Suffice to say the dovish pivot from global central banks appears to have wings.
In the weeks since the Fed effectively institutionalized/formalized January’s accommodative rhetoric in a capitulatory set of policy statements and an equally dovish press conference from Jerome Powell, policymakers in other locales have signed on for the shift in one fashion or another.
The RBA’s Lowe shifted to a neutral stance on forward guidance in a speech delivered just a day after a policy statement, the RBI cut rates and the ECB seems increasingly likely to announce another round of TLTROs (assuming they can figure out how to make the monetary policy case) and/or postpone the first rate hike amid worsening data across the euro-area and the threat of US tariffs on autos.
“When the most important central bank in the world changes tack, others must follow or risk unwanted currency appreciation”, BofAML wrote earlier this month, adding that “true to form, the number of global central bank rate cuts over the last 6m is now greater than the number of central bank rate hikes.”
With that as the backdrop, there were a number of notables on Tuesday, starting with the RBA minutes, which were clearly dovish and suggested that Lowe’s speech was closer to the central bank’s actual policy stance than the statement itself. Here’s the passage that matters most:
From a longer-run perspective, members assessed that, following such large increases in housing prices, the effect of the recent price falls on overall economic activity was expected to be relatively small. However, members observed that if prices were to fall much further, consumption could be weaker than forecast, which would result in lower GDP growth, higher unemployment and lower inflation than forecast.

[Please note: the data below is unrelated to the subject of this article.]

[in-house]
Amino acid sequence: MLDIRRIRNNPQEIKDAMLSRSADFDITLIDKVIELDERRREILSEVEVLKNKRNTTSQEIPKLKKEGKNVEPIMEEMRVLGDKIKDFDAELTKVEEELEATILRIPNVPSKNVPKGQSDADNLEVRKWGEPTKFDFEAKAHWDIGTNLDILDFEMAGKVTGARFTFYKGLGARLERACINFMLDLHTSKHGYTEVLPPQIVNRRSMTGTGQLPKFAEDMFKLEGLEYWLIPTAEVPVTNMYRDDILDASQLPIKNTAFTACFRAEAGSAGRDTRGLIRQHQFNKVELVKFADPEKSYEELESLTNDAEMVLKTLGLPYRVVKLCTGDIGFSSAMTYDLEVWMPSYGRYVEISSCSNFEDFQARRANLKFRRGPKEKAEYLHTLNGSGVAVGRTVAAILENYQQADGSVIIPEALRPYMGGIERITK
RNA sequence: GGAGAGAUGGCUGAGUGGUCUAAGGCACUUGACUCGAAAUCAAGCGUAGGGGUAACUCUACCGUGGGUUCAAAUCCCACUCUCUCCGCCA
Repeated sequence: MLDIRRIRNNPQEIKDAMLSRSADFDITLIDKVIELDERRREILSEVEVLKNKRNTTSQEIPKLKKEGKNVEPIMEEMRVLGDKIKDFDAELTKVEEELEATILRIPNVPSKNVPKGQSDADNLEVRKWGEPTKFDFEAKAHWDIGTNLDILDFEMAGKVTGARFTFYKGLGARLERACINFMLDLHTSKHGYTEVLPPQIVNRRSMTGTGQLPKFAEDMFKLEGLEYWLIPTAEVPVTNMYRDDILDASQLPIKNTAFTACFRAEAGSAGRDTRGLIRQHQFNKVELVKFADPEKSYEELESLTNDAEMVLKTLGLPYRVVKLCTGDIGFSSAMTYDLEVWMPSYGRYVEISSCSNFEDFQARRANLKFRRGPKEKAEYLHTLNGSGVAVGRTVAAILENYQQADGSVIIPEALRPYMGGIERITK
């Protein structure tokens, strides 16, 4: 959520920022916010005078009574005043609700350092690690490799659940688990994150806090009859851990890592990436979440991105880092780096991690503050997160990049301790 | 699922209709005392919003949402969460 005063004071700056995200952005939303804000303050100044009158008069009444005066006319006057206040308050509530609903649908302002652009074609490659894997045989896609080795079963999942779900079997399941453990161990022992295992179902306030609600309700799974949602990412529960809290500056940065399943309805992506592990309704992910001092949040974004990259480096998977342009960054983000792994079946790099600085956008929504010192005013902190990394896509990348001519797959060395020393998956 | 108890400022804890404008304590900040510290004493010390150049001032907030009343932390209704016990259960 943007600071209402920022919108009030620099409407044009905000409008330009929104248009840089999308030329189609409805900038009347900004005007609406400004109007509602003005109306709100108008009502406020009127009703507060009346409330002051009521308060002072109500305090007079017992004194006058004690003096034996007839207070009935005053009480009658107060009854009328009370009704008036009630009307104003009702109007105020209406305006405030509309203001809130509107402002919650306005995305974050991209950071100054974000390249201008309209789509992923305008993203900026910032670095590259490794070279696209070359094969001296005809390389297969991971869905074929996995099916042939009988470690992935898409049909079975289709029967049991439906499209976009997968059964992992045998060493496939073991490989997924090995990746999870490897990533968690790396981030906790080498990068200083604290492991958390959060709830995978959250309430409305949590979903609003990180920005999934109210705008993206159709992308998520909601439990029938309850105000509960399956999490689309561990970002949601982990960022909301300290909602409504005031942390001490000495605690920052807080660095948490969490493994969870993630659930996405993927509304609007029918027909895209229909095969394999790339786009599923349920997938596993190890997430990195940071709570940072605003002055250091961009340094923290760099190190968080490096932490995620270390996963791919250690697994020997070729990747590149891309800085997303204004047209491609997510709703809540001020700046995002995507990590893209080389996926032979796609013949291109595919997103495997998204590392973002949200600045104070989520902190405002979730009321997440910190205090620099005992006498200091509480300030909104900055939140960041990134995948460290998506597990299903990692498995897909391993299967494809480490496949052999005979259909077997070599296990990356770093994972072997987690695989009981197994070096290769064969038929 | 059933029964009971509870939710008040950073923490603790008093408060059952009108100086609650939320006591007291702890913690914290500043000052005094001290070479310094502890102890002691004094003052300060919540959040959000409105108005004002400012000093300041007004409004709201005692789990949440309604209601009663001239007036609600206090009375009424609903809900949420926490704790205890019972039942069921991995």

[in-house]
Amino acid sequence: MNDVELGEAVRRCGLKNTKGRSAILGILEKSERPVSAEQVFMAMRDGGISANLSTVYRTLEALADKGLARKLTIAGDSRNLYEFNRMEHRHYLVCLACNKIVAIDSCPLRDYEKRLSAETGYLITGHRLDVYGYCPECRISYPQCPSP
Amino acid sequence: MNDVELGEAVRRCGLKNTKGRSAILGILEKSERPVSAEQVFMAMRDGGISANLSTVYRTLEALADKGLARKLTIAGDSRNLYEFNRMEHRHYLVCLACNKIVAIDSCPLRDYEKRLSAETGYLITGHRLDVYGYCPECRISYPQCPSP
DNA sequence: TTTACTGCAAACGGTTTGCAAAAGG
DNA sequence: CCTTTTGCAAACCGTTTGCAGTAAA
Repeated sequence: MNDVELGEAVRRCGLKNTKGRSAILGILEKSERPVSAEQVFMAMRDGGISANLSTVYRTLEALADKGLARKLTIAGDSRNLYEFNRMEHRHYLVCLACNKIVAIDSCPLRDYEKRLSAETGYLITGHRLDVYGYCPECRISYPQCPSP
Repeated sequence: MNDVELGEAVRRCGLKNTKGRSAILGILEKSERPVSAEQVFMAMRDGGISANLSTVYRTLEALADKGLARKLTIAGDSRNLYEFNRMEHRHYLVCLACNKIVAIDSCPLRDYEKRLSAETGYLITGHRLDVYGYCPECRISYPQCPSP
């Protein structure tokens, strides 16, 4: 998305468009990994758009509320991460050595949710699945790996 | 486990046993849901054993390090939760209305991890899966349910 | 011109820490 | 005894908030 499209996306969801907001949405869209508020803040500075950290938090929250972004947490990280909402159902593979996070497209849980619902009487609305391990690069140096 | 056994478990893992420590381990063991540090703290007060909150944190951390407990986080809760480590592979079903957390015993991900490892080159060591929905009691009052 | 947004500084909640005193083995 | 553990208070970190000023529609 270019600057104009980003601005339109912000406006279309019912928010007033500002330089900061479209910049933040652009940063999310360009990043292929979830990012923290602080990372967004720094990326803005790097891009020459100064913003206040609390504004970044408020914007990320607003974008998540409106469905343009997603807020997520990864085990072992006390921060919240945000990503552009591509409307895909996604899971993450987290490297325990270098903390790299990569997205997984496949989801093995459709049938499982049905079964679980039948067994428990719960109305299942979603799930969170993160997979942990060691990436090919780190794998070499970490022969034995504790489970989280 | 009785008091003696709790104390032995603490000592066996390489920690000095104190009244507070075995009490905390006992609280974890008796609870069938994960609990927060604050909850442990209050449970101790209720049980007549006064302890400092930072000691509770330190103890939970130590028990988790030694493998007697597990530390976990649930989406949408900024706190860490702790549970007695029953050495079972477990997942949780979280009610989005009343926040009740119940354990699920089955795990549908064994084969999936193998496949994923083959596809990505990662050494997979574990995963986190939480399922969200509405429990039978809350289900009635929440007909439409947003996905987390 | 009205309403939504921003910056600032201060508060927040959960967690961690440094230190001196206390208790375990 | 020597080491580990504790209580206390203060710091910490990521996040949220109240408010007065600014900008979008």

That essentially confirms the shift to neutral. “In the minutes, the board toned down its rhetoric of ‘glass half full’ materially and flagged significant uncertainties around its downgraded economic forecasts”, Barclays wrote Tuesday, adding that while the RBA “continued to note that the low level of policy rates had helped support the economy and that the current stance of monetary policy should allow for further progress in achieving stronger activity, members noted significant uncertainties around their baseline forecasts, with some scenarios pointing to potential cuts in policy rate, if a slowdown in growth spills over into the labour market.”
That assessment was echoed across desks. “The February Board Minutes reiterated the RBA’s recent shift to a more neutral policy stance, with the removal of the final paragraph’s prior hawkish bias [and while] we continue to view the most likely next move in rates as up, we acknowledge that the near-term risks are firmly tilted to policy easing if spillovers from the cooling housing market prove larger than expected”, Goldman said.
Meanwhile, UBS actually has a proprietary RBA sentiment index that “confirms” all of the above. “After turning negative in December for the first time since Lowe became Governor, the UBS RBA Sentiment Index (our proprietary tracker of hawkishness/dovishness in the RBA minutes) became significantly more dovish in February”, the bank mused on Tuesday, before noting “the index is now at its lowest level since September 2014, which flagged the start of the next leg of RBA easing in February 2015.”
So, that’s the RBA.
Meanwhile, Kuroda on Tuesday signaled more easing from the BoJ might be in the cards. As a reminder, here’s what we said on Sunday about the situation in Japan:
There’s a ton of data on deck in Japan, including CPI, PMI, core machine orders, trade balance, all industry activity index and machine tool orders, but at this point, it’s by no means clear that anything matters. The recent dovish turn by the BoJ’s global counterparts likely means any effort to normalize policy has been pushed out even further. Throw in the usual bit about the yen being the beneficiary of safe haven flows tied to any acute bouts of risk-off sentiment, and you’re left with the same inevitable conclusion: there is no end to accommodation in Japan.
The overarching point there is that while the BoJ is clearly the most accommodative central bank on the planet, any dovish shift by the bank’s global counterparts reduces that policy divergence (i.e., brings the rest of the world closer in dovishness to the BoJ). That’s JPY+. Given that JPY will also appreciate on any bouts of risk-off sentiment, the potential exists for currency strength to undermine the already hopeless inflation mandate.